Create GWT Projects with JBoss Tools and Eclipse WTP

Use Eclipse WTP, get there with the standard

If you want to create GWT applications you unfortunately cannot do it the WTP way and create a so called dynamic web project. The Google plugins implement their own set of views, wizards, launchers and mostly duplicate what's already present and defacto standard in WTP. The consequence is that you'd have to deal with workarounds if you want to get functionalities (run/deploy on JBoss etc.) Google does not offer.

We therefore developed an experimental integration plugin for GWT that allows you to create GWT projects in the way most Eclipse users are used to: by creating Dynamic Web Projects.


Preface

 

Eclipse offers nice tools to create web applications. The base framework's what we call the Eclipse Web Tools Platform (WTP). Eclipse WTP delivers a standard for most aspects involved when you create web applications.

The google web toolkit, GWT, is a nice framework to develop web applications. Google delivers a plugin for Eclipse and developing with GWT is a very pleasant experience. The GWT plugin uses an embedded jetty to run the application that you develop. Google unfortunately did not base its work on Eclipse WTP and does not comply to the Eclipse project structure for web application. So if you want to use JBoss instead of jetty, the approach to take is not as handy and intuitive as it could be.  Furthermore there's no way to use and integrate into plugins that other solution providers offer. You mostly have to proceed by workarounds to get what Google does not offer.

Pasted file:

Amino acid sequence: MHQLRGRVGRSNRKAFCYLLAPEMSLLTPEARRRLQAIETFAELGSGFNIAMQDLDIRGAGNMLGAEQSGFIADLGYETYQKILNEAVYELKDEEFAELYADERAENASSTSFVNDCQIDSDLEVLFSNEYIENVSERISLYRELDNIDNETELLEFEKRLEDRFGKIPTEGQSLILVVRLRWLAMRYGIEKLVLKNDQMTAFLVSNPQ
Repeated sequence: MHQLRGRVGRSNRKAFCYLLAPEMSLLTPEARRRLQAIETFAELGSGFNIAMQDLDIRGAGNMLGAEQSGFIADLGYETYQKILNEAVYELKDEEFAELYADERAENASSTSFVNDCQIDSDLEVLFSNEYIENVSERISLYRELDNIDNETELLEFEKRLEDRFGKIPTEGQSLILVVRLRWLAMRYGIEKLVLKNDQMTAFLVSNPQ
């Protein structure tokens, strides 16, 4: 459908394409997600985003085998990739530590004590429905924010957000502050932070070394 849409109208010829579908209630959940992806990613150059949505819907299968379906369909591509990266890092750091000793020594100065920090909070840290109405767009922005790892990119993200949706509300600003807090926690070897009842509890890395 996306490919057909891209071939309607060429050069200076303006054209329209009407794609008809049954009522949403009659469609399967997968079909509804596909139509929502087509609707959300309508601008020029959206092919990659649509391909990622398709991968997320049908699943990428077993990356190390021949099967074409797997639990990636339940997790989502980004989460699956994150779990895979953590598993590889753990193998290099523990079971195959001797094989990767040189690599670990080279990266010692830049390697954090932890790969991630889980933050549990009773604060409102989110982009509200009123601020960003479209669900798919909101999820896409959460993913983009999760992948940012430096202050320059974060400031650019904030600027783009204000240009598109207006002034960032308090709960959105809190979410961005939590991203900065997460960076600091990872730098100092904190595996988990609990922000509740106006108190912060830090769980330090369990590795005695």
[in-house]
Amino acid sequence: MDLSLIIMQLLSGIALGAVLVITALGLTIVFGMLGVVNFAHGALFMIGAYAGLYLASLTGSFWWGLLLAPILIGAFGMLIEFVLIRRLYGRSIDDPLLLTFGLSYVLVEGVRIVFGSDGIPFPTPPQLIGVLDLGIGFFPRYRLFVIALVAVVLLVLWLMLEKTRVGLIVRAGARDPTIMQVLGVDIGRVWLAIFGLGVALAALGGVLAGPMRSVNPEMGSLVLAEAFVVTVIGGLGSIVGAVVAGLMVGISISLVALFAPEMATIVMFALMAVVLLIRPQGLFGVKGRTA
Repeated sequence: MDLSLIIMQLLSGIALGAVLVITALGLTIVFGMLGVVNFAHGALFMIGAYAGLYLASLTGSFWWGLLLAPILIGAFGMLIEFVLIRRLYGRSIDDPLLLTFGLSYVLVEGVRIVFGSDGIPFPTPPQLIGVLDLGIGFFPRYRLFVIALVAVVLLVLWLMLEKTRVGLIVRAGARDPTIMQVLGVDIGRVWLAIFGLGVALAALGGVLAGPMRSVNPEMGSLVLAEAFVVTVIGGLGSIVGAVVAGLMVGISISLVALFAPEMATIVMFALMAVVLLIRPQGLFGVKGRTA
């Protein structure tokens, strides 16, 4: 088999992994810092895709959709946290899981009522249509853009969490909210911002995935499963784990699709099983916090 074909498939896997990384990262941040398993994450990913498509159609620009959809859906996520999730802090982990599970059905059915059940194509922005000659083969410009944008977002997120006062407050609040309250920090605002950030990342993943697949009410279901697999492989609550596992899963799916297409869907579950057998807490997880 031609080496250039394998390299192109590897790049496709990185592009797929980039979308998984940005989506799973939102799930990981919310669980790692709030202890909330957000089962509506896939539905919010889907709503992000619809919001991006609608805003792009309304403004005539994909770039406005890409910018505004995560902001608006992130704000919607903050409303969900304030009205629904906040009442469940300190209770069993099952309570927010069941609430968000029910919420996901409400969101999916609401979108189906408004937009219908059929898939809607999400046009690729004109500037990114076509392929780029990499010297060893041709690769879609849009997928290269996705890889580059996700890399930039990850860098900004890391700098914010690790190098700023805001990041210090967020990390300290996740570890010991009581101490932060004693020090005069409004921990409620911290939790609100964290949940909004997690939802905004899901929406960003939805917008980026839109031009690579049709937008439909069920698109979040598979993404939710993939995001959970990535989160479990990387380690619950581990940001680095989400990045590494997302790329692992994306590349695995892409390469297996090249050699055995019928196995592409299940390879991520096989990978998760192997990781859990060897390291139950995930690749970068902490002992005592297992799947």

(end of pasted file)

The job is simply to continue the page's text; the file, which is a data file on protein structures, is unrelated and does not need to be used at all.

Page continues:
We developed a set of (experimental) plugins that create GWT projects by extending Eclipse WTP. Our plugins implement well known usage patterns and integrate well with all Eclipse components that use the common standard for web projects. The most obvious benefit is that deploying to JEE application servers (and JBoss partcullarly) is as easy as it is with any other web project.

 

Solution

Install and use the JBoss GWT Integration. You'll then be able to create GWT projects the WTP way and fully enjoy it's full-blow features and standardized usage patterns.

This How-To shows you all the steps to install the plugins and how to create a dynamic web project that's GWT enabled.

 

Install Google Plugin for Eclipse

 

Add the Google update site

 

 

 

And Install the Google Plugin for Eclipse 3.6 and the GWT SDK.

 

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Install JBoss GWT Integration